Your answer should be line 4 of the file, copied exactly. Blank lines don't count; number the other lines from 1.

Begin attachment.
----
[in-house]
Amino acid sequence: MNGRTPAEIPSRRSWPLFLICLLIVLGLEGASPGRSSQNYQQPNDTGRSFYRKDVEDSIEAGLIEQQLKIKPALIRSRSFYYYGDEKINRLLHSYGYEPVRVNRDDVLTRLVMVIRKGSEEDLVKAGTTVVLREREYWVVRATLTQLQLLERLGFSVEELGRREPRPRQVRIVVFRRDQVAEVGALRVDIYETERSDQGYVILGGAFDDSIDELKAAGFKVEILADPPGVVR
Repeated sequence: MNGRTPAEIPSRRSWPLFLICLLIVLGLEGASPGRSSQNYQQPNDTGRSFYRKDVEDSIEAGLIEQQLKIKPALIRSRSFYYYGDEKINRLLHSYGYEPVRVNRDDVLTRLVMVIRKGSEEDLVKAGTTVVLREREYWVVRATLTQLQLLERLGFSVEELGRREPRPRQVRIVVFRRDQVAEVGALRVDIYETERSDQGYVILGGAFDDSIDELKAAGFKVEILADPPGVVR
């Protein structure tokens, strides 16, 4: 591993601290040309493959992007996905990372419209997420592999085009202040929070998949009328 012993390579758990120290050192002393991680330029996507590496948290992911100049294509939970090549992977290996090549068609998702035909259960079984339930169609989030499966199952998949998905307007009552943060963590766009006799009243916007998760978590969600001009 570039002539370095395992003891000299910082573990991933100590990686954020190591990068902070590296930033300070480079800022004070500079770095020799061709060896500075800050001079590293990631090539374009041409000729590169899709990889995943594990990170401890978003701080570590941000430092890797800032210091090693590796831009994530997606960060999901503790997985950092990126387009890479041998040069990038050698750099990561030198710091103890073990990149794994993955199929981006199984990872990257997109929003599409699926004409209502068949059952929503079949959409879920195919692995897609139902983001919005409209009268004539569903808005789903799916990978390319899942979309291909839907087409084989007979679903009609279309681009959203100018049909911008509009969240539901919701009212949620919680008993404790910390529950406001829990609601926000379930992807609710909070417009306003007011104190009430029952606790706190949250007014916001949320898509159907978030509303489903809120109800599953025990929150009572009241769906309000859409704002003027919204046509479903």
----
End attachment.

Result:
């Protein structure tokens, strides 16, 4: 591993601290040309493959992007996905990372419209997420592999085009202040929070998949009328 012993390579758990120290050192002393991680330029996507590496948290992911100049294509939970090549992977290996090549068609998702035909259960079984339930169609989030499966199952998949998905307007009552943060963590766009006799009243916007998760978590969600001009 570039002539370095395992003891000299910082573990991933100590990686954020190591990068902070590296930033300070480079800022004070500079770095020799061709060896500075800050001079590293990631090539374009041409000729590169899709990889995943594990990170401890978003701080570590941000430092890797800032210091090693590796831009994530997606960060999901503790997985950092990126387009890479041998040069990038050698750099990561030198710091103890073990990149794994993955199929981006199984990872990257997109929003599409699926004409209502068949059952929503079949959409879920195919692995897609139902983001919005409209009268004539569903808005789903799916990978390319899942979309291909839907087409084989007979679903009609279309681009959203100018049909911008509009969240539901919701009212949620919680008993404790910390529950406001829990609601926000379930992807609710909070417009306003007011104190009430029952606790706190949250007014916001949320898509159907978030509303489903809120109800599953025990929150009572009241769906309000859409704002003027919204046509479903």